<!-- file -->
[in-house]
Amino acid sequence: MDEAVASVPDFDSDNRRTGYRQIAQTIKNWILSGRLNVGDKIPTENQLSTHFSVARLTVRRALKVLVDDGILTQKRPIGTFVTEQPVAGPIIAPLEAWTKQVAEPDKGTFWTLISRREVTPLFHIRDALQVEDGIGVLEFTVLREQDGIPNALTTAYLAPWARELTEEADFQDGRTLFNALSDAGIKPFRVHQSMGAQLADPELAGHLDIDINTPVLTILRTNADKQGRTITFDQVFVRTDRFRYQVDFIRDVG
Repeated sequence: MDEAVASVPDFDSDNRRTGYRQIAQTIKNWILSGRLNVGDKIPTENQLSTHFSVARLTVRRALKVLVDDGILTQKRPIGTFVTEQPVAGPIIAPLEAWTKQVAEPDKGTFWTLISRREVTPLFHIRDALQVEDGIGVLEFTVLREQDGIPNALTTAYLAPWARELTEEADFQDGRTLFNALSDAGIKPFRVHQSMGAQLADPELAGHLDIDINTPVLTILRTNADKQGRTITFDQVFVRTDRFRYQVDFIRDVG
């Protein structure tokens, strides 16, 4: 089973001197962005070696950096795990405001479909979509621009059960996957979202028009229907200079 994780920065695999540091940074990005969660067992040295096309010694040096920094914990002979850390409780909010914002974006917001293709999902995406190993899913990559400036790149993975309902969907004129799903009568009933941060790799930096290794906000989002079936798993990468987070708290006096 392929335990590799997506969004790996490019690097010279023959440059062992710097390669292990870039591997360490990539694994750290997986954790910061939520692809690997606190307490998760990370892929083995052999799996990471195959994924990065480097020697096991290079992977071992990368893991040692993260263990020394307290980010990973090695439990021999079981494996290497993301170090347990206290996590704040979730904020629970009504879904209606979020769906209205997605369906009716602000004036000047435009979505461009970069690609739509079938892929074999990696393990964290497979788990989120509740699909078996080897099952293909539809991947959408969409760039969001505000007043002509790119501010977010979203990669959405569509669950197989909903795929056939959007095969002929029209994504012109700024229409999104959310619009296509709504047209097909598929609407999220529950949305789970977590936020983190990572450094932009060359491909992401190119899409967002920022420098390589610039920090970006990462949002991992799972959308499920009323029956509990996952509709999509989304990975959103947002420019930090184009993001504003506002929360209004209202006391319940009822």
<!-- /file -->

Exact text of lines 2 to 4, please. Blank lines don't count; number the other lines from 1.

Amino acid sequence: MDEAVASVPDFDSDNRRTGYRQIAQTIKNWILSGRLNVGDKIPTENQLSTHFSVARLTVRRALKVLVDDGILTQKRPIGTFVTEQPVAGPIIAPLEAWTKQVAEPDKGTFWTLISRREVTPLFHIRDALQVEDGIGVLEFTVLREQDGIPNALTTAYLAPWARELTEEADFQDGRTLFNALSDAGIKPFRVHQSMGAQLADPELAGHLDIDINTPVLTILRTNADKQGRTITFDQVFVRTDRFRYQVDFIRDVG
Repeated sequence: MDEAVASVPDFDSDNRRTGYRQIAQTIKNWILSGRLNVGDKIPTENQLSTHFSVARLTVRRALKVLVDDGILTQKRPIGTFVTEQPVAGPIIAPLEAWTKQVAEPDKGTFWTLISRREVTPLFHIRDALQVEDGIGVLEFTVLREQDGIPNALTTAYLAPWARELTEEADFQDGRTLFNALSDAGIKPFRVHQSMGAQLADPELAGHLDIDINTPVLTILRTNADKQGRTITFDQVFVRTDRFRYQVDFIRDVG
């Protein structure tokens, strides 16, 4: 089973001197962005070696950096795990405001479909979509621009059960996957979202028009229907200079 994780920065695999540091940074990005969660067992040295096309010694040096920094914990002979850390409780909010914002974006917001293709999902995406190993899913990559400036790149993975309902969907004129799903009568009933941060790799930096290794906000989002079936798993990468987070708290006096 392929335990590799997506969004790996490019690097010279023959440059062992710097390669292990870039591997360490990539694994750290997986954790910061939520692809690997606190307490998760990370892929083995052999799996990471195959994924990065480097020697096991290079992977071992990368893991040692993260263990020394307290980010990973090695439990021999079981494996290497993301170090347990206290996590704040979730904020629970009504879904209606979020769906209205997605369906009716602000004036000047435009979505461009970069690609739509079938892929074999990696393990964290497979788990989120509740699909078996080897099952293909539809991947959408969409760039969001505000007043002509790119501010977010979203990669959405569509669950197989909903795929056939959007095969002929029209994504012109700024229409999104959310619009296509709504047209097909598929609407999220529950949305789970977590936020983190990572450094932009060359491909992401190119899409967002920022420098390589610039920090970006990462949002991992799972959308499920009323029956509990996952509709999509989304990975959103947002420019930090184009993001504003506002929360209004209202006391319940009822």